Jean Echenoz turns his attention to the deathtrap of World War I in 1914. In it, five Frenchmen go off to war, two of them leaving behind a young woman who longs for their return. But the main character in this brilliant novel is the Great War itself. Echenoz, whose work has been compared to that of writers as diverse as Joseph Conrad and Laurence Sterne, leads us gently from a balmy summer day deep into the relentless-and, one hundred years later, still unthinkable-carnage of trench warfare.
With the delicacy of a miniaturist and with an irony that is both witty and clear-eyed, Echenoz offers us an intimate epic: in the panorama of a clear blue sky, a biplane spirals suddenly into the ground; a piece of shrapnel shears the top off a man’s head as if it were a soft-boiled egg; we dawdle dreamily in a spring-scented clearing with a lonely shell-shocked soldier strolling innocently toward a firing squad ready to shoot him for desertion.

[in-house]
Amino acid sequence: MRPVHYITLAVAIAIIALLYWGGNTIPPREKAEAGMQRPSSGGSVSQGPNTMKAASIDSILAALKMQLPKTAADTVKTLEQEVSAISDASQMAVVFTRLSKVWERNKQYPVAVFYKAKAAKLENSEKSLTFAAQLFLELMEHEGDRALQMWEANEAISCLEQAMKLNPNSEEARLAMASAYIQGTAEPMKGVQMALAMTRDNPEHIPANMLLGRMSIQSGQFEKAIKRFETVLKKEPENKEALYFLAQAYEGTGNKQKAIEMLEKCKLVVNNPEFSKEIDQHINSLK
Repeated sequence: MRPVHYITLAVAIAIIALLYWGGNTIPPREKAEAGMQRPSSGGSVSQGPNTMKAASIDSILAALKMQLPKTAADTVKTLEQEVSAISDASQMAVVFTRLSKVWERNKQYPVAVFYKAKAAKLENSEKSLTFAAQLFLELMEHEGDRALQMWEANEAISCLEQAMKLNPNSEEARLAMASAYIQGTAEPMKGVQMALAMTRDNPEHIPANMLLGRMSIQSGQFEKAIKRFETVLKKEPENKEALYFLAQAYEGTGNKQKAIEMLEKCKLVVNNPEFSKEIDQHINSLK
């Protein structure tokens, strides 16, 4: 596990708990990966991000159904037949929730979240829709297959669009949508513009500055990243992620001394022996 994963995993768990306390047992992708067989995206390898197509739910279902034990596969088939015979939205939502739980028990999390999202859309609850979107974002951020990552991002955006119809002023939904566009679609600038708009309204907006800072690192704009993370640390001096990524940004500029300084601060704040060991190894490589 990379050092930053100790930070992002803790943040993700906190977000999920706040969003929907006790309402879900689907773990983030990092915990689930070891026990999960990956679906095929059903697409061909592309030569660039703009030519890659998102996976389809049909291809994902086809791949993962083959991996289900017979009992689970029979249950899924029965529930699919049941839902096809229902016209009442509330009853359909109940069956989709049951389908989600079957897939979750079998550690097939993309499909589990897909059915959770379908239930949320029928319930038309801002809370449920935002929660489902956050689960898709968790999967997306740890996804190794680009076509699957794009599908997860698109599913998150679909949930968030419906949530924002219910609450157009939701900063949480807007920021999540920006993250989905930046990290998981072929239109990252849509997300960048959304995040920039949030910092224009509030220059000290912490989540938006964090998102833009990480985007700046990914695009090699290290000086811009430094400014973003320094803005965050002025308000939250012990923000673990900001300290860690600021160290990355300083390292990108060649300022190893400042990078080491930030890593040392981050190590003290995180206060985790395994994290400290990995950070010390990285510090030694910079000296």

Ultimately, the grace notes of humanity in 1914 rise above the terrors of war in this beautifully crafted tale that Echenoz tells with discretion, precision, and love.
NOMINATING LIBRARY COMMENTS
If it is possible to write a beautiful, but truthful and raw book about The Great War, World War 1, then Echenoz has accomplished it in the most concise and horrifying manner.
In very few pages, Echenoz manages to convey the sadness, the horror, and the consequences of World War 1 in France.